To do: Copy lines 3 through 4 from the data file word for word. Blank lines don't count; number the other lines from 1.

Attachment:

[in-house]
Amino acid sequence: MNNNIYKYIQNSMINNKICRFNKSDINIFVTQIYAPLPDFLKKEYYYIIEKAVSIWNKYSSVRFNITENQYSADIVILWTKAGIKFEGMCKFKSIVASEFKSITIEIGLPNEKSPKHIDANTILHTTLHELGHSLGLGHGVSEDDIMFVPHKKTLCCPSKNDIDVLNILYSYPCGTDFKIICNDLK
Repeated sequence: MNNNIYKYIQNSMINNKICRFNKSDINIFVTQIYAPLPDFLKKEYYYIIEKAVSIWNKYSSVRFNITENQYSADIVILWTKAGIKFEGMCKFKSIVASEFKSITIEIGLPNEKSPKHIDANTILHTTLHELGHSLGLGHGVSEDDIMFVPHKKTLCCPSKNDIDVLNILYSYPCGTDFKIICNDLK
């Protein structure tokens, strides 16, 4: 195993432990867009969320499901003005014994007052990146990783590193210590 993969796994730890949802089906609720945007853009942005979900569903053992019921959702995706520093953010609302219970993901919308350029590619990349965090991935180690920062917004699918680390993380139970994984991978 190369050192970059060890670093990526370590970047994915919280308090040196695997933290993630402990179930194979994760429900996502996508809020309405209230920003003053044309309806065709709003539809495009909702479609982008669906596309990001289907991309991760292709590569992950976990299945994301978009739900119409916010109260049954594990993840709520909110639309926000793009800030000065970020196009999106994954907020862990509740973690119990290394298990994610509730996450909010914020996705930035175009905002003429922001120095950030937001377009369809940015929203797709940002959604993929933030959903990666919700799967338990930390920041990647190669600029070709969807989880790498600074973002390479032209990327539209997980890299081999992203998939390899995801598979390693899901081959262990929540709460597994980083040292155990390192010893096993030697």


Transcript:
Repeated sequence: MNNNIYKYIQNSMINNKICRFNKSDINIFVTQIYAPLPDFLKKEYYYIIEKAVSIWNKYSSVRFNITENQYSADIVILWTKAGIKFEGMCKFKSIVASEFKSITIEIGLPNEKSPKHIDANTILHTTLHELGHSLGLGHGVSEDDIMFVPHKKTLCCPSKNDIDVLNILYSYPCGTDFKIICNDLK
């Protein structure tokens, strides 16, 4: 195993432990867009969320499901003005014994007052990146990783590193210590 993969796994730890949802089906609720945007853009942005979900569903053992019921959702995706520093953010609302219970993901919308350029590619990349965090991935180690920062917004699918680390993380139970994984991978 190369050192970059060890670093990526370590970047994915919280308090040196695997933290993630402990179930194979994760429900996502996508809020309405209230920003003053044309309806065709709003539809495009909702479609982008669906596309990001289907991309991760292709590569992950976990299945994301978009739900119409916010109260049954594990993840709520909110639309926000793009800030000065970020196009999106994954907020862990509740973690119990290394298990994610509730996450909010914020996705930035175009905002003429922001120095950030937001377009369809940015929203797709940002959604993929933030959903990666919700799967338990930390920041990647190669600029070709969807989880790498600074973002390479032209990327539209997980890299081999992203998939390899995801598979390693899901081959262990929540709460597994980083040292155990390192010893096993030697």